HTML5 browser support
Another interesting session was a session on HTML5 standards support in major web browsers. With Google, Microsoft, Opera and Mozilla in attendance. Microsoft used SXSWi as the launch pad for IE9. So this was an opportunity to hear views on the future of standards-based web development. Although there were differences between the four vendors, it was good to see Microsoft on-board with ‘standards’.
Some issues still remain. Microsoft are standing firm on IE9 for Vista and Windows 7. The excuses frankly were transparent. Their argument being that IE9 is hardware accelerated so wouldn’t work on XP. No one agreed with this and obviously Opera and Google are no slouch on XP so easily rebuked this position. They also refused to move to Google’s forced download model. As you would expect, they feel that this makes life difficult for admins. I think the message is clear. You will be developing hacks for IE7 & 8 for a long time to come.
There was also discussion about the VIDEO tag and codec support. Again, there’s a clear split, with Microsoft backing Apple on H264, Mozilla refusing to pay the license rights and Opera sitting on the fence. Google continued to argue that their codec was the best option.
There were a number of sessions on ‘NoSQL’. I managed to catch one and as expected there was no mention of NSF, despite other platforms such as CouchDB being mentioned. The session was an early session (for SXSW) and reasonably attended. So there’s a definite interest in non sql database options.It seems IBM is missing an opportunity to push NFS into a new growing marketplace.
To be honest, IBM’s presence at SXSW was ‘low key’. Although they did sponsor some tracks, Microsoft was a main sponsor of this part of the conference. Although the ‘Smarter Planet’ people were there, and I think the Watson people were there, there wasn’t a single IBM sign in the main conference centre. Which is a pity because there were so many ‘social business’ people in attendance. Only Apple had a lower profile. Despite Apple Macs out numbering PCs by at least a factor of 10 to 1, Apple were missing from SXSW. Despite this, by the Saturday, Apple managed to be the name on everyone’s lips. In a genius piece of marketing, Apple opened a ‘pop-up’ store a few blocks away from SXSW to coincide with the release of the iPad2, with queues snaking around the block. Amazingly, they managed to keep the store stocked throughout the festival and by the close of SXSWi there were hundred of the new device floating around the conference (or usually being held above the owner’s head to capture photos)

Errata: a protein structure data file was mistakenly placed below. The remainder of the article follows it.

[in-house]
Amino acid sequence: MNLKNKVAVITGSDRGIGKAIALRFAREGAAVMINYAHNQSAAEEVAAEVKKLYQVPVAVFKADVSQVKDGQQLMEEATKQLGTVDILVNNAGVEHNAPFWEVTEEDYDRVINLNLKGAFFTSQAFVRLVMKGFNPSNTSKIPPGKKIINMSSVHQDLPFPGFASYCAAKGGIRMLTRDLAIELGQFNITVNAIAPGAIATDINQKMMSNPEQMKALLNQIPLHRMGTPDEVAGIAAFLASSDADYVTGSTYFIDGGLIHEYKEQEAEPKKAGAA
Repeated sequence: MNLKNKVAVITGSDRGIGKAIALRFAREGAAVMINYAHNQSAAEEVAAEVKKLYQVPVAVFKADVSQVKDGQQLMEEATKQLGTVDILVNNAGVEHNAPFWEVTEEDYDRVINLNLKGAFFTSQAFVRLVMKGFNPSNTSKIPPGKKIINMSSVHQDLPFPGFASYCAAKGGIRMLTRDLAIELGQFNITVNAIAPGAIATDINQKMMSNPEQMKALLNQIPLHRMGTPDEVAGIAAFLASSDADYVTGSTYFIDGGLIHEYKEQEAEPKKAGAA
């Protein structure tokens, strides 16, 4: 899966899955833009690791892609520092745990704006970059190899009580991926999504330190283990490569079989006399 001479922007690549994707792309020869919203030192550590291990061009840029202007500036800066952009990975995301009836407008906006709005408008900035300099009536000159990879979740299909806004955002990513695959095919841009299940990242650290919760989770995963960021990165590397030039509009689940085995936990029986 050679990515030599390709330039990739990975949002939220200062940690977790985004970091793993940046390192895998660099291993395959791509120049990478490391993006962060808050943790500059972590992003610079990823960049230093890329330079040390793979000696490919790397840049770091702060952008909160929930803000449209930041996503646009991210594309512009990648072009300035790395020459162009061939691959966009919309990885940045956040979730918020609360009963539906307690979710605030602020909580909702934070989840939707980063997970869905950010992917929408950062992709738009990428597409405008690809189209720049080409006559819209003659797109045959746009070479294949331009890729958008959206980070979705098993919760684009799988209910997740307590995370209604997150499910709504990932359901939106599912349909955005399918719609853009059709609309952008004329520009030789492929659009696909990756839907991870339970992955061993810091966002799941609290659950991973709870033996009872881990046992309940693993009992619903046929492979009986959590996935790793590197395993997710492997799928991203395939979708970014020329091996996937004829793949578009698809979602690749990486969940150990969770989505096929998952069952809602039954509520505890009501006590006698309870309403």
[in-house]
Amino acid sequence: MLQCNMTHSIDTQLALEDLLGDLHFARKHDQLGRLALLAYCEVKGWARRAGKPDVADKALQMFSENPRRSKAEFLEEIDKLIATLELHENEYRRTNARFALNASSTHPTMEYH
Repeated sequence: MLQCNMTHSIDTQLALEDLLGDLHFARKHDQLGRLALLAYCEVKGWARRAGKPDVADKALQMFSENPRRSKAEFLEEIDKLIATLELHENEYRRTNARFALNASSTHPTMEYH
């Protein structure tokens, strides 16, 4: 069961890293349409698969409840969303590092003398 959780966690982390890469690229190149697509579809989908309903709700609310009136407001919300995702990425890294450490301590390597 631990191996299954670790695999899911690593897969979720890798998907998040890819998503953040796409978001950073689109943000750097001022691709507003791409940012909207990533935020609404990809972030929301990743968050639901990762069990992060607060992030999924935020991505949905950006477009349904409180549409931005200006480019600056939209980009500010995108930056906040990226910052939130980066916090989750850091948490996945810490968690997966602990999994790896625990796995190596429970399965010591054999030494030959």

Much of SXSWi’s press comes from the number of startups that launch their products. It was interesting to see how these startups pushed their products and the number of people it attracted who hoped to make contacts to help them launch their own product. There were even people standing outside the conference centre with billboards asking for developers and investors.
The SXSW Accelerator presented by Microsoft’s BizSpark, was an interesting way for these companies to pitch themselves to prospective investors. I managed to catch one of the sessions. Each company is given a few minutes to present a concise overview of their startup offering, followed by questions from a panel. After the first day, 32 finalists are whittled down to 12, who then competed the following day for the overall prize. About 3rd of the room was filled with investors. So it was worthwhile, even if you didn’t win.